The idea of becoming a wedding photographer in Colorado sounds too good to be true. You get to be your own boss, set your own hours, photograph at these amazing venues all over this beautiful state all while doing the creative work that you love. Although starting my photography business was the most important career and financial decision I ever made, it's a lot of hard work. I began the process completely unaware of what it takes in order to create a successful and thriving business. Here are 5 things I wish I knew before starting a photography business.
Gear isn't everything.
I was so engrossed in the newest and hottest camera or lens that I put so much focus into it. Don’t get me wrong, I think having a good backup system is really important but once I stopped thinking about gear or if this gear made me look more professional, I was able to focus more on my creativity.
It's okay to not offer it all.
When I first started out, I was obsessed with booking clients that I took any and every kind! I offered headshots, newborns, families, seniors and weddings. My website was filled with these types of sessions and I felt like I was stretched too thin. I showed up at sessions uninspired and left unfulfilled with my work. Over the years, I decided to focus on one area of photography: weddings and couples. Concentrating on one area of photography has given me time to develop my skills. I gained experience and knowledge in that area to really serve my clients best way that I can.
Community over competition.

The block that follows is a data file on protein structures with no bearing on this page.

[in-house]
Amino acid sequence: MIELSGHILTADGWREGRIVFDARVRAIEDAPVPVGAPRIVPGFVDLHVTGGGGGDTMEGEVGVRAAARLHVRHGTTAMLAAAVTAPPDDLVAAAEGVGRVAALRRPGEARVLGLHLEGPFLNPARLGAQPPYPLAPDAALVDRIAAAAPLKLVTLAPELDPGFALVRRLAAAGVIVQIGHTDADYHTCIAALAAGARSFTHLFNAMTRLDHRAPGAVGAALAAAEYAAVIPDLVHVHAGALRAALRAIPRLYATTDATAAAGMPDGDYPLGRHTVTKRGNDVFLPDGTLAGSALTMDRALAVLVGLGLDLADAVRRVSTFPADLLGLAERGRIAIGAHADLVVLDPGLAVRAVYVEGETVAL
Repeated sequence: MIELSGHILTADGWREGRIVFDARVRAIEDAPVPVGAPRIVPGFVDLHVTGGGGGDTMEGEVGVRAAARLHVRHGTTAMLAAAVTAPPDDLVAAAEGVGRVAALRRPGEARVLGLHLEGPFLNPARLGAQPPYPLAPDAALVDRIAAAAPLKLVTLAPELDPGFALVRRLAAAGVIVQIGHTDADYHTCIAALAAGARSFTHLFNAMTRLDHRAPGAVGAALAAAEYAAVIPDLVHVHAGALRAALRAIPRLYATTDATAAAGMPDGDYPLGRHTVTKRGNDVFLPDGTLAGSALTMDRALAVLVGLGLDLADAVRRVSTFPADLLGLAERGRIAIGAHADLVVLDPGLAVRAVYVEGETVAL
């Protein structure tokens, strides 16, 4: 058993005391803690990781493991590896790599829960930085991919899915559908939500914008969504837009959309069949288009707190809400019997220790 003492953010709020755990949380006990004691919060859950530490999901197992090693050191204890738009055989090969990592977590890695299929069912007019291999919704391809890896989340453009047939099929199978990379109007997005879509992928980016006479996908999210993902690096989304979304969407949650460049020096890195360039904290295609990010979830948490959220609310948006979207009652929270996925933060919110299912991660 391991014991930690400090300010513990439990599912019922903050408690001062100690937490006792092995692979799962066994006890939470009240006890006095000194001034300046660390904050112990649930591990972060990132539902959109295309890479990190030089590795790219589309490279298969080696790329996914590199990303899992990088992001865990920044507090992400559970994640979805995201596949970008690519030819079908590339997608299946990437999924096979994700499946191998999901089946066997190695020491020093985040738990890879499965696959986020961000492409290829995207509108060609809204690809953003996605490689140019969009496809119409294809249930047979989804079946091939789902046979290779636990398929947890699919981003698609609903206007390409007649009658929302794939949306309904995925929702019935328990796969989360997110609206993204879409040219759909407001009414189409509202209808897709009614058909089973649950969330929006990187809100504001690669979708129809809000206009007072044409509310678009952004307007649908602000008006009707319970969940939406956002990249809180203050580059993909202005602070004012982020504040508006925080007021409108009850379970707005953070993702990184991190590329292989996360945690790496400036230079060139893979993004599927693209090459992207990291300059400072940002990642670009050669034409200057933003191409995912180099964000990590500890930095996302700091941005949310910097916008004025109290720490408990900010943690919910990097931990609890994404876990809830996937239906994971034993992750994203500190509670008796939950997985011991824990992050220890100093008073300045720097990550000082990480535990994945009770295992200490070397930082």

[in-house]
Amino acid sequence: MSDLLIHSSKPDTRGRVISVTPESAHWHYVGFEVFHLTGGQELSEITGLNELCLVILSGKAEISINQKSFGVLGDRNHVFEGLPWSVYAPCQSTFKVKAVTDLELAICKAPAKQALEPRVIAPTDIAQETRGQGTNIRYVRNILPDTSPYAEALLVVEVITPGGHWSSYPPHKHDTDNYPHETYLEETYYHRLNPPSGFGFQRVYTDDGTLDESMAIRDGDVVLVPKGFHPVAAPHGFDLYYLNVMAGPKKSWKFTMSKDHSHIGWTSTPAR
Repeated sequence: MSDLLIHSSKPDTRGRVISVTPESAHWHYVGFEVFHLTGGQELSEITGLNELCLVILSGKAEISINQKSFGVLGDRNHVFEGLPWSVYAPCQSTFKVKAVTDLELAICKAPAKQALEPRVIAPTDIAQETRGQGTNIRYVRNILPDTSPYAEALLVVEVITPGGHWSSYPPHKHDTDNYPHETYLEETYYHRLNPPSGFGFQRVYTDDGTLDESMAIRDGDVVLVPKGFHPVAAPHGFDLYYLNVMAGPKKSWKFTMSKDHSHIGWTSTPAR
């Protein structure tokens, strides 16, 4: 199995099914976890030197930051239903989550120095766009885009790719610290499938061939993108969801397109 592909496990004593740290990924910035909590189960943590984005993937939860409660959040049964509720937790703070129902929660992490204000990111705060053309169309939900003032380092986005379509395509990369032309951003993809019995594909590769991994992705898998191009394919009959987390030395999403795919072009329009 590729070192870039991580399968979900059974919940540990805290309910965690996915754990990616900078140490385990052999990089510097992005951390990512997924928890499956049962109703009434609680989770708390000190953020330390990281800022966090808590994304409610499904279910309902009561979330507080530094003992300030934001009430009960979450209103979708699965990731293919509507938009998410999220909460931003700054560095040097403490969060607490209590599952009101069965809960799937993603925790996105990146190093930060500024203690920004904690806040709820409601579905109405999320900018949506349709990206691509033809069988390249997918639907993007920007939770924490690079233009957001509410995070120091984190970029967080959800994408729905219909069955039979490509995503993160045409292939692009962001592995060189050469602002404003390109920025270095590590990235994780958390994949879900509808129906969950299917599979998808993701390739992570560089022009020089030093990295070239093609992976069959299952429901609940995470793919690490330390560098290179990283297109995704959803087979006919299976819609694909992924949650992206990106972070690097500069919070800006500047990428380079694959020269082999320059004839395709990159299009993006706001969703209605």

I’d be lying if I didn’t say that I struggle with my own insecurities. This was 1000x the case as a new photographer diving into an especially saturated market here in Colorado. Looking through other photographer’s portfolios made me feel small and out of place. Instead of being inspired, I would beat myself up and think that I wasn’t enough. I joined a local photographers group and started attending events. Attending made me feel empowered and gave me a sense of belonging. “Cheering on your fellow small business owners is what community over competition is all about.” - Natalie Franke.
Invest in my Business.
You can find many free lessons nowadays on Youtube and Pinterest but I started to see results when I found a mentor and invested in courses and workshops. Challenging myself and finding the right people who know what they’re talking about was a good way to grow creatively and financially.
I'm not just a photographer.
My job is 25% shooting and 75% admin work. For every 8 hours of wedding day coverage, I have at least 25+ hours of additional work that goes into it. From the moment I get that first inquiry, I’m sending out e-mails, scheduling skype calls, uploading contracts, planning/shooting an engagement session, editing, all before the actual wedding! Post wedding, there are edits, previews, album design.. etc. The work doesn't stop there. There’s also website tweaks, blogging, social media, SEO and taxes!